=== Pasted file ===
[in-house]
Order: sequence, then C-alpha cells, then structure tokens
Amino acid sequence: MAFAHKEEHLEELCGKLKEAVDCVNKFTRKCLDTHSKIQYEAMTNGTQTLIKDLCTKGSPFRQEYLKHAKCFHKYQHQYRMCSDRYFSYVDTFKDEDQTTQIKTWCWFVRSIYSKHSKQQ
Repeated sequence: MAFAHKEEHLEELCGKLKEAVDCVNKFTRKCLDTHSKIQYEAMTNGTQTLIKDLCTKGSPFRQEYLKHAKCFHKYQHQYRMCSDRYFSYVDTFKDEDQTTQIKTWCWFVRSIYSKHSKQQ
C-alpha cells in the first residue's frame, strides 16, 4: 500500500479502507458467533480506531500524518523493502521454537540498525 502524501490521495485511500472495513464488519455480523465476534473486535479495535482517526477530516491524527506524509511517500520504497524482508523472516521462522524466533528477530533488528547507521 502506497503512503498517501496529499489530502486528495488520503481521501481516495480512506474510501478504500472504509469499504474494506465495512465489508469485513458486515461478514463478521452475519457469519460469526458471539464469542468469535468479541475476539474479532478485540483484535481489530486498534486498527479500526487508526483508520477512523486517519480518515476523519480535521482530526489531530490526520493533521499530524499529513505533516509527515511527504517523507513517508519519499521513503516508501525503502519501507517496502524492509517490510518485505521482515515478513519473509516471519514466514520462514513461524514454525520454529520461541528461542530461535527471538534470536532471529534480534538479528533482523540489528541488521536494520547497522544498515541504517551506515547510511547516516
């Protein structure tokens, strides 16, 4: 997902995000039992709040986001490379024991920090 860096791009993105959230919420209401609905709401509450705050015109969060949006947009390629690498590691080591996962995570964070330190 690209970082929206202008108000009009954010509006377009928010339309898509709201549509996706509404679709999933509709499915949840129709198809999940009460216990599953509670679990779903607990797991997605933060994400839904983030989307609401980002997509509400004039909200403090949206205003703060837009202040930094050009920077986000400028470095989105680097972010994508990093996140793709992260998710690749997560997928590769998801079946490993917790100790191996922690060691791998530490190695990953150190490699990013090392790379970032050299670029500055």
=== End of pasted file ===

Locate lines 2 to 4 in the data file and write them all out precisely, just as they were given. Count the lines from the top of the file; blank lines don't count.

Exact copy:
Order: sequence, then C-alpha cells, then structure tokens
Amino acid sequence: MAFAHKEEHLEELCGKLKEAVDCVNKFTRKCLDTHSKIQYEAMTNGTQTLIKDLCTKGSPFRQEYLKHAKCFHKYQHQYRMCSDRYFSYVDTFKDEDQTTQIKTWCWFVRSIYSKHSKQQ
Repeated sequence: MAFAHKEEHLEELCGKLKEAVDCVNKFTRKCLDTHSKIQYEAMTNGTQTLIKDLCTKGSPFRQEYLKHAKCFHKYQHQYRMCSDRYFSYVDTFKDEDQTTQIKTWCWFVRSIYSKHSKQQ